Posts Tagged ‘Forensic Nursing Medication Errors’

Medication Safety, comment

March 8, 2012

I appreciate your article Medication Safety. My work as a forensic nurse I see as helping people. I am not set out to put people in jail or prove them wrong. Our consulting firm is about helping institutions and their employees do their jobs without major errors. I too have witnessed people cry when they realize a lethal mistake they have made. If I can help them prevent future mistake, I am happy. If I can help others avoid mistakes, then we have done our service well.

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Medication Errors

January 22, 2012

Medication errors occur when a patient receives the wrong drug or dose or is given a drug at the wrong time or by the wrong route. If a medication is administered without consideration for possible side effects or drug interactions there may be dangerous results for the patient. Elderly patients are at high risk for medication errors because they frequently take many medications at the same time which can result in drug interactions or dosage mistakes. Problems can also occur if patients do not report all of the over-the-counter drugs or natural products that they may be taking. Even drugs that are “natural” and considered safe may still interact with other prescribed medications and have harmful effects.

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Insomnia and the elderly

October 17, 2011

Not only is insomnia an issue for the healthy older adult, it can be even worse for the older adult with dementia as they frequently get their sleep/wake cycles confused. Families often call or present at the office requesting sleeping aids. These sleeping aids for healthy elders pose their own risks, but for a dementia patient these risks are increased. Sleep aids often cause confusion, which can lead to increased wander. With increased wandering, there is an increased potential for falls, especially if there are stairs in the home. The likelihood of a patient actually leaving the safety of the home is increased, with the very real possibility of becoming lost. Another issue associated with increased nighttime confusion is often frantic phone calls, most often to adult children/siblings, which can disrupt other households. These phone calls also are known to go to emergency response personnel requiring them to respond to the home for a non-emergency situation. For all these reasons, the use of sedative/hypnotics as sleep aids in the elderly, especially those with dementia, should usually be avoided at all costs. Other pharmacologic interventions, which have been found to be useful with fewer side effects, are trazadone or melatonin. These medications usually work, but the patient can develop a tolerance, requiring higher doses. These medications are not addictive, but higher doses increase side effects. Non- pharmacologic interventions include herbal teas or gentle massage, much as you would do to an infant’s back. The overall goal, of course is return the patient to the appropriate sleep/wake cycle. No one intervention is always effective, and several mat need to be tried. The use of sedative/hypnotics should always be used as an absolute last resort and only for very short periods of time.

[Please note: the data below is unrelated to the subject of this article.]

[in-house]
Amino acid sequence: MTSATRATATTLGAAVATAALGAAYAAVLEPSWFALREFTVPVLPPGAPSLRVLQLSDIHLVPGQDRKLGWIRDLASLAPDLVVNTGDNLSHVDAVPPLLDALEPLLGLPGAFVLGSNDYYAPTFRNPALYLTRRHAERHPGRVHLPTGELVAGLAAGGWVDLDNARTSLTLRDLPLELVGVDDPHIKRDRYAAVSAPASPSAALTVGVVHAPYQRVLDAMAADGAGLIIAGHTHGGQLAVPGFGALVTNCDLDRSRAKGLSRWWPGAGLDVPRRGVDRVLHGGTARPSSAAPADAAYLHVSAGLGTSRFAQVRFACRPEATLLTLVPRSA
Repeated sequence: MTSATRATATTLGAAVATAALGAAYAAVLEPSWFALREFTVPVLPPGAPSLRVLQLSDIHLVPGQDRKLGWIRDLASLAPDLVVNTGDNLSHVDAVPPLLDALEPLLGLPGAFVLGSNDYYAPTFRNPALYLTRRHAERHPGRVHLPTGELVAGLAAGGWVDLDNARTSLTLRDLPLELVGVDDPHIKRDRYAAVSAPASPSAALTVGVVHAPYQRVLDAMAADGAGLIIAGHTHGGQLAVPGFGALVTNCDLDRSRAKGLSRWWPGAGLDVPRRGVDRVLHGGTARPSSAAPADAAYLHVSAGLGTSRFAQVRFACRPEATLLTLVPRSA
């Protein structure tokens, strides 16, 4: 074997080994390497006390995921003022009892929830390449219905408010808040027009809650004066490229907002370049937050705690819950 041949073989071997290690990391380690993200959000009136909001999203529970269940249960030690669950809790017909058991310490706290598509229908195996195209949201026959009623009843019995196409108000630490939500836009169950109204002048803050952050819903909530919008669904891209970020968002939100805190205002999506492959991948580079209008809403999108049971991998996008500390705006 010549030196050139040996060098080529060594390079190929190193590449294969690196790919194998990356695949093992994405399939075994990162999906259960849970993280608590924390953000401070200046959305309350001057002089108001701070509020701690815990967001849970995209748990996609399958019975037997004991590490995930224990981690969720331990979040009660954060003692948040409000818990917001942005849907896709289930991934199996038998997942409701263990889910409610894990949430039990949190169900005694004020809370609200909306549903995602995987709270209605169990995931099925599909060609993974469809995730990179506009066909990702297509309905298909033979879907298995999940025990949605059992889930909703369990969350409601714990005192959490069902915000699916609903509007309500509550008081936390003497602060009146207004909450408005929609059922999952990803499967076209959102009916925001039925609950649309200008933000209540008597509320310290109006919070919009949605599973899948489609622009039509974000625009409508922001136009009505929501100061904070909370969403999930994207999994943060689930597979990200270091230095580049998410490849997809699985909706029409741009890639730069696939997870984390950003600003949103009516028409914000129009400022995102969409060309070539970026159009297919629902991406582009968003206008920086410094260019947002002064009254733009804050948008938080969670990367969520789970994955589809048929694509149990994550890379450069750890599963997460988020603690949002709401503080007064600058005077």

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200,000 Americans Killed Each Year in Hospitals by Medical Error (comment)

July 26, 2010

Errors in medication administration can be fatal to patients. It is extremely important for nursing staff to have the training and experience to administer medication but they also need to pay attention to detail. Not just using the 5 rights when administering medication but using them accurately and correctly. A nurse can go through the motions of the 5 rights but if they are not vigilant in their medication administration they are likely to make an error. Of course an error in medication administration is not the only error that can be made within the hospital that can be harmful to patients.
Another error that is possible to be harmful to patients is negligence. If a nursing assessment is not performed as it should be then a change in patient’s condition could be easily overlooked. Or the onset of something like a bed sore could go unnoticed and undocumented casing harm to the patient because it wasn’t caught early enough. Or the signs of a DVT could be overlooked and the DVT could be come fatal all because the assessment was lacking in care and awareness.
Hospitals are not the only place where an error could bring harm to patients. For example pharmacies are a place that can make easy careless mistakes that lead to harm patients. Working as an RN in family physicians office I have had patients call and say their pharmacy gave them the wrong medication or the wrong dosage. As an RN in a doctors office I must be vigilant in my duties as much as if I worked in a hospital, if I don’t pay attention to detail an error I made could have the potential to be life threatening to a patient I am caring for.
It may lie within the duty of the forensic nurse to participate in the legal side of medication error after it has happened. A forensic nurse may need to testify on what happened leading up to the error or even to what may have cause it. A forensic nurse or any other line of nursing it is imperative to be very oriented to every detail in caring for patients.

Original Post
July 7, 2010